Markets

Return of long term capital gains tax spooks Sensex

A view of the BSE building in Mumbai.   | Photo Credit: PTI

India’s financial markets went into a tailspin on Friday, with benchmark equity indices clocking the sharpest single-day fall in nearly 15 months following the return of the long term capital gains (LTCG) tax on equities in this Budget.

Debt markets were also on edge with bond yields soaring in anticipation of higher interest rates due to the slippages indicated by the Centre on fiscal management.

The BSE Sensex, which had recovered after a 300-odd point dip on Thursday during Finance Minister Arun Jaitley’s speech, opened 200 points lower and tumbled through the day till it touched a low of 35,006.41 — a net loss of 900 points. It recovered 60 points in the last few minutes of trading to close at 35,066.75 — a 2.34% decline in one session. The broader Nifty lost 256.30 points or 2.33% to close at 10,760.60.

Adjustment, says govt.

The government appeared to brush off the market’s sharp reaction as an adjustment to the Budget’s proposal and argued that the intent behind reverting to the LTCG tax was to bring about parity in tax treatment of different asset classes and ensure that equities that have delivered good returns must also contribute to the tax kitty.

Return of long term capital gains tax spooks Sensex
 

“The market is adjusting. As the market absorbs the information there would be some effect, some volatility... but nothing serious,” Economic Affairs Secretary Subhash Garg told The Hindu.

Twenty-seven of the 30 Sensex stocks declined, with Reliance Industries, Maruti Suzuki, Axis Bank, Bharti Airtel and Bajaj Auto all falling over 4% on Friday. Overall, over 2,500 stocks slipped on the BSE as against only 295 gainers, which included Sensex heavyweights TCS, Hindustan Unilever and Wipro. The Budget has proposed an LTCG tax on equity instruments on all capital gains exceeding ₹1 lakh at the rate of 10%, without offering any indexation benefit that allows gains to be set off against inflation.

“Investors were disappointed with the LTCG tax coming in, over and above the securities transaction tax (STT) (paid on all stock trades),” said Anita Gandhi, whole time director at Arihant Capital Markets.

Sectoral indices in red

All sectoral indices also ended in the red, with most shedding more than 3% each. The BSE Realty index was the worst hit with a fall of 6.28% or 162 points. Incidentally, the BSE Midcap and BSE Smallcap indices lost over 4% each.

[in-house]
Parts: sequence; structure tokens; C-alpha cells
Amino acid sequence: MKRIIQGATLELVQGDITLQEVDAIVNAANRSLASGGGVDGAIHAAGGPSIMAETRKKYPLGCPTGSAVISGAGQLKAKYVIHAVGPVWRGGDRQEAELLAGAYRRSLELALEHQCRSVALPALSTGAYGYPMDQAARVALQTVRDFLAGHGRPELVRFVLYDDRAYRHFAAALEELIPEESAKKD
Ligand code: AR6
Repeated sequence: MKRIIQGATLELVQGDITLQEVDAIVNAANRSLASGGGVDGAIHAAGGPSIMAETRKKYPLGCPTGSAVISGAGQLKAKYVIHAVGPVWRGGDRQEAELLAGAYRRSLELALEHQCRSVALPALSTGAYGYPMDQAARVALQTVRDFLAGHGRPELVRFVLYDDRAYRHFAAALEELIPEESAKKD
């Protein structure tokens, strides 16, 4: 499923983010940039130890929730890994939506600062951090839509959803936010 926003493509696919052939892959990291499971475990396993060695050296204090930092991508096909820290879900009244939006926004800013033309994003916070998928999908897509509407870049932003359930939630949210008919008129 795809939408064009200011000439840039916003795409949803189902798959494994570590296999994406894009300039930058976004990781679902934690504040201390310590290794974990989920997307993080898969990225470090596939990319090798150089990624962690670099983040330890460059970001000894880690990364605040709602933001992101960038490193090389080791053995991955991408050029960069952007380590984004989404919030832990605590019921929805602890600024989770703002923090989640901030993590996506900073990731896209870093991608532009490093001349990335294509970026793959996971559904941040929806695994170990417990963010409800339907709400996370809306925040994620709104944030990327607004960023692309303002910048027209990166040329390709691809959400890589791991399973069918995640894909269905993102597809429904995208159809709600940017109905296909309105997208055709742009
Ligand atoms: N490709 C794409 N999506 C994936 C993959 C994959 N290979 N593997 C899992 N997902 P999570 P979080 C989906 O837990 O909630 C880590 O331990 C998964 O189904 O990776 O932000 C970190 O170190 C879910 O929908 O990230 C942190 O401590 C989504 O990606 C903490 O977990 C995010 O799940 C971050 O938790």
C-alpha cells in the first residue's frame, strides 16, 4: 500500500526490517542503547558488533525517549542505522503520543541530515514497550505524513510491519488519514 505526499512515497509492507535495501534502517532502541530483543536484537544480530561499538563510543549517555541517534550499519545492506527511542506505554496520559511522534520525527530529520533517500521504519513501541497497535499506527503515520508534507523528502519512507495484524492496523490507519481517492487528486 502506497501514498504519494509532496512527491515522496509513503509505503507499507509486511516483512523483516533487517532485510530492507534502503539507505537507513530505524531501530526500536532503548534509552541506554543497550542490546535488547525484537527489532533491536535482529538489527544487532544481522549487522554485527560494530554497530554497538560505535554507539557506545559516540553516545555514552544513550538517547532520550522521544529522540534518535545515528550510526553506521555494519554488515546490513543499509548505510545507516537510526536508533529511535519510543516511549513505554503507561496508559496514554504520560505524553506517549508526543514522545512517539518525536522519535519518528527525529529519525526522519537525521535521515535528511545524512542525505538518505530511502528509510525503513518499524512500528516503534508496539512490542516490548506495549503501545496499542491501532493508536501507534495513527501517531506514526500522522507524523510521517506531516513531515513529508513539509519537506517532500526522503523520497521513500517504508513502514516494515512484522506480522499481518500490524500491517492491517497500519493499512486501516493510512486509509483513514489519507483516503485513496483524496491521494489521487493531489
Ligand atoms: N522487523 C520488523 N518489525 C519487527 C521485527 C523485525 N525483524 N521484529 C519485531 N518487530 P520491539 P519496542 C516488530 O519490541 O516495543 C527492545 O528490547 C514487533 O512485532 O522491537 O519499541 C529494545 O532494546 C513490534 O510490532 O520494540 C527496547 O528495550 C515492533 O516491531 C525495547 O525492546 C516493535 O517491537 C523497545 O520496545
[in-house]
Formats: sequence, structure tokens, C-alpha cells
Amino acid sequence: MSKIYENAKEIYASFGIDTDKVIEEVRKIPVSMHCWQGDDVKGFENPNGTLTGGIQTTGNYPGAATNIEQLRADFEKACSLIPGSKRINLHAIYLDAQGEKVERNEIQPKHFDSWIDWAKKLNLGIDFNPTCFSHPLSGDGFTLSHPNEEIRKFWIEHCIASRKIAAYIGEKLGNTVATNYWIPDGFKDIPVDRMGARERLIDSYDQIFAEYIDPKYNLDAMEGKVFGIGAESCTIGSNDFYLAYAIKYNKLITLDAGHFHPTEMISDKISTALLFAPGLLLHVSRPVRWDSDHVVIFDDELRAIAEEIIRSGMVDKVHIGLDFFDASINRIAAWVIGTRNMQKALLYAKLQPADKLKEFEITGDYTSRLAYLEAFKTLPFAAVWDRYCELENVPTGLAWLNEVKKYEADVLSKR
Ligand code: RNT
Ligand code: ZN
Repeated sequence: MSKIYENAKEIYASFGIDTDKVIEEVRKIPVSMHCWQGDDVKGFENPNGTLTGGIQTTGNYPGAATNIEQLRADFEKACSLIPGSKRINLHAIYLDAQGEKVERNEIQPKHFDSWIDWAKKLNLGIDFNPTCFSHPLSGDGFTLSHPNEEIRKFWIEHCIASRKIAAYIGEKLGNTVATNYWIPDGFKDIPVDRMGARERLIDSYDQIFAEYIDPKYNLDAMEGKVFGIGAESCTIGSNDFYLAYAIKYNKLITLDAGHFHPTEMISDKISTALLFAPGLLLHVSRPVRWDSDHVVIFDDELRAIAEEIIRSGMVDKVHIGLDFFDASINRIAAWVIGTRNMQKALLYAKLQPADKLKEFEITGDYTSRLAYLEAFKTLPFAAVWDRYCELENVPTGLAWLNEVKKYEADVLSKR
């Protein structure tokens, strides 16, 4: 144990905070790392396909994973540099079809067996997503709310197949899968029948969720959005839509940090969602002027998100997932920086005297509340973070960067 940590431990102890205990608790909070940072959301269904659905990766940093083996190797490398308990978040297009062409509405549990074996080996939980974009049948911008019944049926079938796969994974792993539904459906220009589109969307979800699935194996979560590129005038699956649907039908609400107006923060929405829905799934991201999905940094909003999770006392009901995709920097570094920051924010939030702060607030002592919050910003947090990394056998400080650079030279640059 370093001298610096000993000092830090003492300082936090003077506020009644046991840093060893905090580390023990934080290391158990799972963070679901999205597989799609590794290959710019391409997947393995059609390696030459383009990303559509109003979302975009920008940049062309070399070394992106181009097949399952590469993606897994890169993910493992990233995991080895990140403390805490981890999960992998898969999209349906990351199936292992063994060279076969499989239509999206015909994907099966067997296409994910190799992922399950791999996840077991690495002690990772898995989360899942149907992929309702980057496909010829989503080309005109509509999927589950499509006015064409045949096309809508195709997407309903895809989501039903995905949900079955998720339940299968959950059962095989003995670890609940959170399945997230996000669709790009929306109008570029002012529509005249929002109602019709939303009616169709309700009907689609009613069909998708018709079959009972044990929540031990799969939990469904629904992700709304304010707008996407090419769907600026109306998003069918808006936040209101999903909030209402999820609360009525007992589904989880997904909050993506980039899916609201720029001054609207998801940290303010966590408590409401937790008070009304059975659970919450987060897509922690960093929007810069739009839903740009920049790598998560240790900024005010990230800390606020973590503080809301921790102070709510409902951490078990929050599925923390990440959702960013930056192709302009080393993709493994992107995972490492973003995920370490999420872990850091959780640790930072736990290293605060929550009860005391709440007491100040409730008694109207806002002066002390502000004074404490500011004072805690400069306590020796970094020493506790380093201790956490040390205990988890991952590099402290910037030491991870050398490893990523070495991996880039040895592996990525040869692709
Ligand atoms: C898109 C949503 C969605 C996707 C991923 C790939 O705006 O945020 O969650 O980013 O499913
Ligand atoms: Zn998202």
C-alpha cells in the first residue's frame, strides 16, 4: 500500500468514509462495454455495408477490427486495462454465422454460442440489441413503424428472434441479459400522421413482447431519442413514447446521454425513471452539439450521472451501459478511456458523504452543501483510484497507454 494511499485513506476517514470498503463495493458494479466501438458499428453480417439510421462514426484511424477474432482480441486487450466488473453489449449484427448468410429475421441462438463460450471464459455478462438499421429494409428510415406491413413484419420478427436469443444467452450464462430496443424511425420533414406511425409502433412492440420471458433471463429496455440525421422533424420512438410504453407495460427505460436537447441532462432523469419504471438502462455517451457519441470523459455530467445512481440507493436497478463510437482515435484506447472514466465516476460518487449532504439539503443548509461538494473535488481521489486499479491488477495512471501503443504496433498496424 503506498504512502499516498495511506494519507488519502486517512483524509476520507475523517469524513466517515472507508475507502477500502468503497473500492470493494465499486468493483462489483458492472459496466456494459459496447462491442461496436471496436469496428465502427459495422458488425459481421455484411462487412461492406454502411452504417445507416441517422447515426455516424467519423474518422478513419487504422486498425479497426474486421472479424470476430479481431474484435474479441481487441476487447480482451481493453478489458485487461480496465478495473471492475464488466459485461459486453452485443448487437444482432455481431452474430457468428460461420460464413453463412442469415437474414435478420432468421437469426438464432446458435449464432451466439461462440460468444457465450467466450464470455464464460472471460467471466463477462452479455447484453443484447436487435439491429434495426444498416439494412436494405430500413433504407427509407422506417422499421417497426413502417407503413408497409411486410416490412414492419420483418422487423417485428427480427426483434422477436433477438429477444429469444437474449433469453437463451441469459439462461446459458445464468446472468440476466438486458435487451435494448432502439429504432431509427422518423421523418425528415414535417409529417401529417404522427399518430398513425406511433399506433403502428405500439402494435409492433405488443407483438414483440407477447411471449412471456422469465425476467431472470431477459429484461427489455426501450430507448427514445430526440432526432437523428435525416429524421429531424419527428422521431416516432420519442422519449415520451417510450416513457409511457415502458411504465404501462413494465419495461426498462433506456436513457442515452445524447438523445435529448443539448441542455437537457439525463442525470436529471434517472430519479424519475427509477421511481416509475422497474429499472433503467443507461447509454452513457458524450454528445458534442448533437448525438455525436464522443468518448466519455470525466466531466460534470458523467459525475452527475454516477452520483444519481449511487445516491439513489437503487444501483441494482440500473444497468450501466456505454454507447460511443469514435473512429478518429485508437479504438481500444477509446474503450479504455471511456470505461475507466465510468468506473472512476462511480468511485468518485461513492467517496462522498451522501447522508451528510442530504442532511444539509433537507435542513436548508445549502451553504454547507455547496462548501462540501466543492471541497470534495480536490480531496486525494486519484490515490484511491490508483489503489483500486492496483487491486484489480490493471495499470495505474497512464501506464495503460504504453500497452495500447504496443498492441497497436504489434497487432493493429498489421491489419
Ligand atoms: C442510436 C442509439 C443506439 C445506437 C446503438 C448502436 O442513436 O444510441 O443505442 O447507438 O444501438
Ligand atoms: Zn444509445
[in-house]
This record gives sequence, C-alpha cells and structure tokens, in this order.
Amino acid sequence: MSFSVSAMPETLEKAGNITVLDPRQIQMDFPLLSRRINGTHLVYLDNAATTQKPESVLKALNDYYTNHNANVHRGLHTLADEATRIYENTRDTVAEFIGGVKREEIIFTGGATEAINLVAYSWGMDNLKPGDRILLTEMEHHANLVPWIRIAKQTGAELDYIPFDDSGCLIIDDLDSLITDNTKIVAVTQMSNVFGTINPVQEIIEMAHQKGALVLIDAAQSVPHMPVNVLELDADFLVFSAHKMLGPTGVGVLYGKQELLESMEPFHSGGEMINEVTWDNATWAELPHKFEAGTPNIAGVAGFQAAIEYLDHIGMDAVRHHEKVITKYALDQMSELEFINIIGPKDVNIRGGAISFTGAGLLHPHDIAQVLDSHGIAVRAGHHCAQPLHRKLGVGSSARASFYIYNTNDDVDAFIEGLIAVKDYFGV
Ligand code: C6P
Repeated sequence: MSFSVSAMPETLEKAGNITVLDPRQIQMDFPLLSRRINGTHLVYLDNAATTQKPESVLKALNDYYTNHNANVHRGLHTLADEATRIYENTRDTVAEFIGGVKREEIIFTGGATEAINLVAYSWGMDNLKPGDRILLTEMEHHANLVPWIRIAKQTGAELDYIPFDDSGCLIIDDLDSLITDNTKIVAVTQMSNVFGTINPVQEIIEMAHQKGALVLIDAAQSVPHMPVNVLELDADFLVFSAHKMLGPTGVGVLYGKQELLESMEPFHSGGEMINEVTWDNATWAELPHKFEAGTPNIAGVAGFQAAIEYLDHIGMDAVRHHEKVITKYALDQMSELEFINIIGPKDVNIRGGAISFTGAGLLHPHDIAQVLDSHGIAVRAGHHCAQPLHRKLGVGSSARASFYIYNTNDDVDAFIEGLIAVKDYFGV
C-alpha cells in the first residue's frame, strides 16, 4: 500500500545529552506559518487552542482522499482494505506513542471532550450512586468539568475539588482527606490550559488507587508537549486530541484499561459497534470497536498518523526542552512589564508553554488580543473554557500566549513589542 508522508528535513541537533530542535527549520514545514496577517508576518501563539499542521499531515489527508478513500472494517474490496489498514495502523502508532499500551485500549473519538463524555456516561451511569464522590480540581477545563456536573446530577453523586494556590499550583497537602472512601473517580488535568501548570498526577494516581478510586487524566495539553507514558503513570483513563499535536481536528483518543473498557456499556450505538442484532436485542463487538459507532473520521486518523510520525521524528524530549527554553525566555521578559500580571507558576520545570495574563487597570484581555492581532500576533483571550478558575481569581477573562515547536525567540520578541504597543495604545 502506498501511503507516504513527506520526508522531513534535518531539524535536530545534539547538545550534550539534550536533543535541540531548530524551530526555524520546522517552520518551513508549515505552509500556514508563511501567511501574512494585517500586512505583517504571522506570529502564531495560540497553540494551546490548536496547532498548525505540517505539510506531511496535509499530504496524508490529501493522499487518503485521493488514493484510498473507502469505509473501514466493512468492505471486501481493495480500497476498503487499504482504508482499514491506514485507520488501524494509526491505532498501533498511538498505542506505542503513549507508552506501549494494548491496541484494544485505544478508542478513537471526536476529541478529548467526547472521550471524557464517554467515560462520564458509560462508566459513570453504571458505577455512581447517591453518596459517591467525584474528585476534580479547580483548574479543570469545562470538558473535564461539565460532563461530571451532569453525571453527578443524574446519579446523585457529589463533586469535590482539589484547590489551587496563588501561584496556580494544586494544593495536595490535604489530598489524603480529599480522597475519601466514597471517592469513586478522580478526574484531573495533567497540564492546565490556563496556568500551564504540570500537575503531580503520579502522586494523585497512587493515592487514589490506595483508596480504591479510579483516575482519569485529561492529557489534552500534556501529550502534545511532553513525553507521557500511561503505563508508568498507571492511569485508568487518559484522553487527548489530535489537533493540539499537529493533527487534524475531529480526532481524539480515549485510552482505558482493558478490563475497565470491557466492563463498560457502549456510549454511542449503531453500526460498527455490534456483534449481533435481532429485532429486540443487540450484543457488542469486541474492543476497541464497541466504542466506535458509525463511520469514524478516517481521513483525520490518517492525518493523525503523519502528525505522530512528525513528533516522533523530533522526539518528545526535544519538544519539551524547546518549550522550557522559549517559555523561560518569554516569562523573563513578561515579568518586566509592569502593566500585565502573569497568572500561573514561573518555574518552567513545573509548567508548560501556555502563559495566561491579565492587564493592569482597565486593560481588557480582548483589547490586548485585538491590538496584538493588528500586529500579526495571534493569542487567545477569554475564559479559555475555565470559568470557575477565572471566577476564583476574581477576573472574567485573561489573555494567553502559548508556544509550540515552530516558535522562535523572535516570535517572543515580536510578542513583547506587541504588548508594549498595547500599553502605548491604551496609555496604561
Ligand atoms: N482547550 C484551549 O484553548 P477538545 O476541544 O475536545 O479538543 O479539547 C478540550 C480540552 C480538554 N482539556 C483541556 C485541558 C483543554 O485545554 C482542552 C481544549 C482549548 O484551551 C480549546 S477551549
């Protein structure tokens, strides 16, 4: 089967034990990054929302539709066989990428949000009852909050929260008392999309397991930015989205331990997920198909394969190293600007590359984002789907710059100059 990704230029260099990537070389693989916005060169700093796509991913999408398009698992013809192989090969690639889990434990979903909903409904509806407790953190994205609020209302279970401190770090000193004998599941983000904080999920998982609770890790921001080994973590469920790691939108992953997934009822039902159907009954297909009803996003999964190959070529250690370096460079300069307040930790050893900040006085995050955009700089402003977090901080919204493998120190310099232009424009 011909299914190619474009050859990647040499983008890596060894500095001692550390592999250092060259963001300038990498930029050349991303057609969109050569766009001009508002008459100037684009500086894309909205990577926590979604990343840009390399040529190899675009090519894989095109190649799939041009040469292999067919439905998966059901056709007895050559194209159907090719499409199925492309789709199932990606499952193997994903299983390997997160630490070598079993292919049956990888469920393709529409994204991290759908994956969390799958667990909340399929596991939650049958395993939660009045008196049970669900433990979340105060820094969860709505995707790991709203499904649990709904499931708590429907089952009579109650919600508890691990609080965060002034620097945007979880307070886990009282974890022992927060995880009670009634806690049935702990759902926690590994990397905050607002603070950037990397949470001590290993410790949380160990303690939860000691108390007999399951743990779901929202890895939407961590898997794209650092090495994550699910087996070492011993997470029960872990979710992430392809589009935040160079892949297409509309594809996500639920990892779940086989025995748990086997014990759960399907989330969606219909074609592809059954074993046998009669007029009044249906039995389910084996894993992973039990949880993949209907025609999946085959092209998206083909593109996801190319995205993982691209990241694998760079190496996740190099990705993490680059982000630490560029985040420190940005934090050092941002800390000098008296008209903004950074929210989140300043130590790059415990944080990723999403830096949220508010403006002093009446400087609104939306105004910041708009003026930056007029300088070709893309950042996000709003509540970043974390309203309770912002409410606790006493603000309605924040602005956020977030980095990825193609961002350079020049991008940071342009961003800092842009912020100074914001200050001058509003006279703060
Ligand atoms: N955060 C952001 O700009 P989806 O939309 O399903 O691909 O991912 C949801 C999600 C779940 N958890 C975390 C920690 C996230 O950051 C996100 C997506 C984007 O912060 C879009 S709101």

Bond yields hardened as well during the early trading hours of Friday expecting a hawkish stance from the Reserve Bank of India (RBI).They cooled off only after reports that the central bank will conduct open market operations and buybacks.

The yield on the 10-year bond, which closed at 7.6% on Thursday, touched an intraday high of 7.68% before easing to 7.56% on Friday.

“Clearly, the government did not follow the glide path (for fiscal consolidation) … The bond markets will continue to be very anxious unless there is a statement in the central bank's upcoming monetary policy (on February 7) that rate hikes are not imminent,” said Abheek Barua, chief economist at HDFC Bank.

The government introduced STT in October 2004 to replace the then existing LTCG. STT is charged at 0.1% of the trade value in cash market trades.

In the derivatives segment, 0.05% is charged on the options premium while it is pegged at 0.01% on futures.

Bond yields hardened as well during the early trading hours of Friday expecting a hawkish stance from the Reserve Bank of India (RBI).They cooled off only after reports that the central bank will conduct open market operations and buybacks.

The yield on the 10-year bond, which closed at 7.6% on Thursday, touched an intraday high of 7.68% before easing to 7.56% on Friday.

“Clearly, the government did not follow the glide path (for fiscal consolidation) … The bond markets will continue to be very anxious unless there is a statement in the central bank's upcoming monetary policy (on February 7) that rate hikes are not imminent,” said Abheek Barua, chief economist at HDFC Bank.

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Printable version | Nov 27, 2020 8:30:02 AM | https://www.thehindu.com/business/markets/return-of-long-term-capital-gains-tax-spooks-sensex/article22633141.ece

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